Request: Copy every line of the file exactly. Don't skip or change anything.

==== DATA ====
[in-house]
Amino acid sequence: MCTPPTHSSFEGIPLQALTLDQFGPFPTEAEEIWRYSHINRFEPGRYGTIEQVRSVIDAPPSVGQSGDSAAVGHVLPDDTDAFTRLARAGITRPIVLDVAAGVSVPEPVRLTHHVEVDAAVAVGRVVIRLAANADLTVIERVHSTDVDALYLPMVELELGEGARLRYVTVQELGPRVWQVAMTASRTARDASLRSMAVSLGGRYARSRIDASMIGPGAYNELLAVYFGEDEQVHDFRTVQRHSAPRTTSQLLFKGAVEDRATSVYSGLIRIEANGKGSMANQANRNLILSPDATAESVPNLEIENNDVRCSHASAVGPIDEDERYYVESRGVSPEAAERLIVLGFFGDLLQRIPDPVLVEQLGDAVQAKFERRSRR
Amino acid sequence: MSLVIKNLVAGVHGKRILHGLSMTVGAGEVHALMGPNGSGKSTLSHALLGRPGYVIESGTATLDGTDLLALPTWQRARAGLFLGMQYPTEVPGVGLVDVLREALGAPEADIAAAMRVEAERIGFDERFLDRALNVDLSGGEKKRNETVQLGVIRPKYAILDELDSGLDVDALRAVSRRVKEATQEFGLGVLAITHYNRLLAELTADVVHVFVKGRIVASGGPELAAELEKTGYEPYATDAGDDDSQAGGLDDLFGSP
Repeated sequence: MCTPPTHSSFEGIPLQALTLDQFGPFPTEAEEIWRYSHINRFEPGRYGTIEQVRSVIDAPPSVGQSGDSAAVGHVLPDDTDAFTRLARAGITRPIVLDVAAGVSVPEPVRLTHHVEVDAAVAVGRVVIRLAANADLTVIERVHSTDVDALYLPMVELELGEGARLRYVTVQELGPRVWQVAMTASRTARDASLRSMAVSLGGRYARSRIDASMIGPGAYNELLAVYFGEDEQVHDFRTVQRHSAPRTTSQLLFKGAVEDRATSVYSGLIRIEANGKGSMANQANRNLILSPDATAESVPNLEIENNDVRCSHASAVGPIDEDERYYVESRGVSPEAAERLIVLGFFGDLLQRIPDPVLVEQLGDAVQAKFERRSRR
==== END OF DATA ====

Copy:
[in-house]
Amino acid sequence: MCTPPTHSSFEGIPLQALTLDQFGPFPTEAEEIWRYSHINRFEPGRYGTIEQVRSVIDAPPSVGQSGDSAAVGHVLPDDTDAFTRLARAGITRPIVLDVAAGVSVPEPVRLTHHVEVDAAVAVGRVVIRLAANADLTVIERVHSTDVDALYLPMVELELGEGARLRYVTVQELGPRVWQVAMTASRTARDASLRSMAVSLGGRYARSRIDASMIGPGAYNELLAVYFGEDEQVHDFRTVQRHSAPRTTSQLLFKGAVEDRATSVYSGLIRIEANGKGSMANQANRNLILSPDATAESVPNLEIENNDVRCSHASAVGPIDEDERYYVESRGVSPEAAERLIVLGFFGDLLQRIPDPVLVEQLGDAVQAKFERRSRR
Amino acid sequence: MSLVIKNLVAGVHGKRILHGLSMTVGAGEVHALMGPNGSGKSTLSHALLGRPGYVIESGTATLDGTDLLALPTWQRARAGLFLGMQYPTEVPGVGLVDVLREALGAPEADIAAAMRVEAERIGFDERFLDRALNVDLSGGEKKRNETVQLGVIRPKYAILDELDSGLDVDALRAVSRRVKEATQEFGLGVLAITHYNRLLAELTADVVHVFVKGRIVASGGPELAAELEKTGYEPYATDAGDDDSQAGGLDDLFGSP
Repeated sequence: MCTPPTHSSFEGIPLQALTLDQFGPFPTEAEEIWRYSHINRFEPGRYGTIEQVRSVIDAPPSVGQSGDSAAVGHVLPDDTDAFTRLARAGITRPIVLDVAAGVSVPEPVRLTHHVEVDAAVAVGRVVIRLAANADLTVIERVHSTDVDALYLPMVELELGEGARLRYVTVQELGPRVWQVAMTASRTARDASLRSMAVSLGGRYARSRIDASMIGPGAYNELLAVYFGEDEQVHDFRTVQRHSAPRTTSQLLFKGAVEDRATSVYSGLIRIEANGKGSMANQANRNLILSPDATAESVPNLEIENNDVRCSHASAVGPIDEDERYYVESRGVSPEAAERLIVLGFFGDLLQRIPDPVLVEQLGDAVQAKFERRSRR